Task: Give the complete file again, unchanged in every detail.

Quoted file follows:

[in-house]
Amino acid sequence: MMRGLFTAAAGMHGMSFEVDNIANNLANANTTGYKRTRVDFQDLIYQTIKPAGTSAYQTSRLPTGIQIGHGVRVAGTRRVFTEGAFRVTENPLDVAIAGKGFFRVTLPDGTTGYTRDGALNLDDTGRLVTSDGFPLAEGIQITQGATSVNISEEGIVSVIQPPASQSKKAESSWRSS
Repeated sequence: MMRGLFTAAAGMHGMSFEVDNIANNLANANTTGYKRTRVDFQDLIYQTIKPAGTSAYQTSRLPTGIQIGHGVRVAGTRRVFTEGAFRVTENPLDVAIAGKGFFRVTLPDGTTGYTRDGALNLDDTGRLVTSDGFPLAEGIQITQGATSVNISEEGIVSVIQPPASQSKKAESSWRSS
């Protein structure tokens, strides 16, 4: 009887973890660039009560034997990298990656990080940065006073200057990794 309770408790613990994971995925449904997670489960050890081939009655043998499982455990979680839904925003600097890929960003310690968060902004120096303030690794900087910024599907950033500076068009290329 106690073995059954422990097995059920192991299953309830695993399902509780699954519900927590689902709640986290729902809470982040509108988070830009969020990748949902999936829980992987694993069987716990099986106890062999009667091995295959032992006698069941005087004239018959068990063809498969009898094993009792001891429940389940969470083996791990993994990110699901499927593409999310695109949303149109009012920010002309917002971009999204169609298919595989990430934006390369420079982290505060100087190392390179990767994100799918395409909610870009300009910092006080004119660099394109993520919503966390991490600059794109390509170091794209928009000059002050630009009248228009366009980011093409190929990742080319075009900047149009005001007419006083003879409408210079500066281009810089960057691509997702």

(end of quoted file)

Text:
[in-house]
Amino acid sequence: MMRGLFTAAAGMHGMSFEVDNIANNLANANTTGYKRTRVDFQDLIYQTIKPAGTSAYQTSRLPTGIQIGHGVRVAGTRRVFTEGAFRVTENPLDVAIAGKGFFRVTLPDGTTGYTRDGALNLDDTGRLVTSDGFPLAEGIQITQGATSVNISEEGIVSVIQPPASQSKKAESSWRSS
Repeated sequence: MMRGLFTAAAGMHGMSFEVDNIANNLANANTTGYKRTRVDFQDLIYQTIKPAGTSAYQTSRLPTGIQIGHGVRVAGTRRVFTEGAFRVTENPLDVAIAGKGFFRVTLPDGTTGYTRDGALNLDDTGRLVTSDGFPLAEGIQITQGATSVNISEEGIVSVIQPPASQSKKAESSWRSS
């Protein structure tokens, strides 16, 4: 009887973890660039009560034997990298990656990080940065006073200057990794 309770408790613990994971995925449904997670489960050890081939009655043998499982455990979680839904925003600097890929960003310690968060902004120096303030690794900087910024599907950033500076068009290329 106690073995059954422990097995059920192991299953309830695993399902509780699954519900927590689902709640986290729902809470982040509108988070830009969020990748949902999936829980992987694993069987716990099986106890062999009667091995295959032992006698069941005087004239018959068990063809498969009898094993009792001891429940389940969470083996791990993994990110699901499927593409999310695109949303149109009012920010002309917002971009999204169609298919595989990430934006390369420079982290505060100087190392390179990767994100799918395409909610870009300009910092006080004119660099394109993520919503966390991490600059794109390509170091794209928009000059002050630009009248228009366009980011093409190929990742080319075009900047149009005001007419006083003879409408210079500066281009810089960057691509997702």